Black Riders Still Have To Wait Longer For Uber And Lyft Rides, And The Wait For Taxi Cabs Is Even Longer

Senior Contributor
06.28.18 10 Comments

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One of the fundamental problems with racism in a society is the everyday stuff. Black people have to deal with garbage like being asked to pay for services ahead of time, people slow-walking service, and waiting for taxis that either never show up or show up late. Uber and Lyft, a new study reveals, are helping out with that last one, but they still have some problems.

USA Today reports on a study conducted by UCLA’s Anne Brown, who was following up on a separate study two years ago that found Uber and Lyft drivers were twice as likely to cancel on a customer they thought was Black. Brown’s study was simple: She got students of different races to hail rides from different services, and timed how long it took the rides to show up.

Lyft and Uber don’t come off great, here: Lyft canceled on Black riders 7% of the time, compared to 5% for Asian and Latinx riders and 3% for white riders, while Uber canceled on Black riders 6% of the time, while only on Asian and Latinx riders 3% and white riders 2%. That added up to a total longer wait time of roughly one minute, on average. Brown observes that these can be fixed with a few policy changes. [UPDATE: Brown has updated her study to note that Lyft’s percentages are within the statistical margin of error, so they’re not a sign of an overall trend. Uber’s remain significant enough to require a revision to policy.]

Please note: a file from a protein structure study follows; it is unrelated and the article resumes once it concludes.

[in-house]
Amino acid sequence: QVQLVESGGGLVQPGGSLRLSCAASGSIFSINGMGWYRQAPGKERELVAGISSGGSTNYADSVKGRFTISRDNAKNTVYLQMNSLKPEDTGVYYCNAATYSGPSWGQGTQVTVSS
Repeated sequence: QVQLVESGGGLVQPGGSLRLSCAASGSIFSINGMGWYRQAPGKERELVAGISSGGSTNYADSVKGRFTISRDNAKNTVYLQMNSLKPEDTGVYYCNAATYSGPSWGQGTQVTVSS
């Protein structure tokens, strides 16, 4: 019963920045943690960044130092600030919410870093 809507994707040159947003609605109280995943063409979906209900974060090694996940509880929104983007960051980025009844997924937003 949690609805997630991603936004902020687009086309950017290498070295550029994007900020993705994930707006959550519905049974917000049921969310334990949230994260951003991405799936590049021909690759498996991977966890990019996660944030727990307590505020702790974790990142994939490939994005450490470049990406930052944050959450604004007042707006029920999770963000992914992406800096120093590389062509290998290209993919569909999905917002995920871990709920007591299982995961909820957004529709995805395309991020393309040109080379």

But as bad as they are? Taxis in LA are a lot worse:

Taxi drivers in L.A. were 73 percent more likely to cancel on black riders than whites, and one-quarter of blacks were never sent a cab, according to the research. Black riders also waited 52 percent longer than whites for taxis….[and] taxis canceled rides on blacks 26 percent of the time, Asians/Hispanics 20 percent and whites 14 percent.

In other words, you’re better off using a rideshare app no matter who you are, but if you’re not white, there are still going to be problems. This isn’t the first time Uber and Lyft have dealt with issues of race. In January 2017, the #DeleteUber campaign launched amid Uber’s refusal to go along with a one-hour strike by taxi workers protesting the Muslim ban, for example. Still, this study shows that while ride-sharing services have their problems, other transportation industries are a lot worse.

(via USA Today)

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